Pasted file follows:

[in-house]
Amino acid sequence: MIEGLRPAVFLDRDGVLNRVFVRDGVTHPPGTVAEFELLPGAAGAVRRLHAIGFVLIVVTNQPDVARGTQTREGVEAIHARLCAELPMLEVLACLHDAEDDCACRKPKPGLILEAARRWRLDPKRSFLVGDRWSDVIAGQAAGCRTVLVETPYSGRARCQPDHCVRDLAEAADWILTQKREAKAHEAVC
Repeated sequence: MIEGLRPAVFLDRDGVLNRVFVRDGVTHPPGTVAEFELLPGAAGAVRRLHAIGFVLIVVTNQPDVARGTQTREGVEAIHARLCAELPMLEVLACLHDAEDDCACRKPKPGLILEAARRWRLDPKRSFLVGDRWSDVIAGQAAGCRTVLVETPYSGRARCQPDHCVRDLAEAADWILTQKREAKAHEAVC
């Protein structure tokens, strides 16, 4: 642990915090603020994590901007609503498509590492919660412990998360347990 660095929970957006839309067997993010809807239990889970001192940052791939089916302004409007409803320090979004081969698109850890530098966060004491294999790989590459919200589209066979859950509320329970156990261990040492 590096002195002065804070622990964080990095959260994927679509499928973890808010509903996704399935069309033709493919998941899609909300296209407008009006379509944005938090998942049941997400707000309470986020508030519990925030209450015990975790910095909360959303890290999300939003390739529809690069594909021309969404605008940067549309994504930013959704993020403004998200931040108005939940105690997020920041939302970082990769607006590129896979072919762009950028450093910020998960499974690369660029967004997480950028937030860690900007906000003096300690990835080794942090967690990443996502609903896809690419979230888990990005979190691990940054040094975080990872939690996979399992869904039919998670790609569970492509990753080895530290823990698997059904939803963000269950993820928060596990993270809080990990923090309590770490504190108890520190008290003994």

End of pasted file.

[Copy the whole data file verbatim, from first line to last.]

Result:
[in-house]
Amino acid sequence: MIEGLRPAVFLDRDGVLNRVFVRDGVTHPPGTVAEFELLPGAAGAVRRLHAIGFVLIVVTNQPDVARGTQTREGVEAIHARLCAELPMLEVLACLHDAEDDCACRKPKPGLILEAARRWRLDPKRSFLVGDRWSDVIAGQAAGCRTVLVETPYSGRARCQPDHCVRDLAEAADWILTQKREAKAHEAVC
Repeated sequence: MIEGLRPAVFLDRDGVLNRVFVRDGVTHPPGTVAEFELLPGAAGAVRRLHAIGFVLIVVTNQPDVARGTQTREGVEAIHARLCAELPMLEVLACLHDAEDDCACRKPKPGLILEAARRWRLDPKRSFLVGDRWSDVIAGQAAGCRTVLVETPYSGRARCQPDHCVRDLAEAADWILTQKREAKAHEAVC
């Protein structure tokens, strides 16, 4: 642990915090603020994590901007609503498509590492919660412990998360347990 660095929970957006839309067997993010809807239990889970001192940052791939089916302004409007409803320090979004081969698109850890530098966060004491294999790989590459919200589209066979859950509320329970156990261990040492 590096002195002065804070622990964080990095959260994927679509499928973890808010509903996704399935069309033709493919998941899609909300296209407008009006379509944005938090998942049941997400707000309470986020508030519990925030209450015990975790910095909360959303890290999300939003390739529809690069594909021309969404605008940067549309994504930013959704993020403004998200931040108005939940105690997020920041939302970082990769607006590129896979072919762009950028450093910020998960499974690369660029967004997480950028937030860690900007906000003096300690990835080794942090967690990443996502609903896809690419979230888990990005979190691990940054040094975080990872939690996979399992869904039919998670790609569970492509990753080895530290823990698997059904939803963000269950993820928060596990993270809080990990923090309590770490504190108890520190008290003994």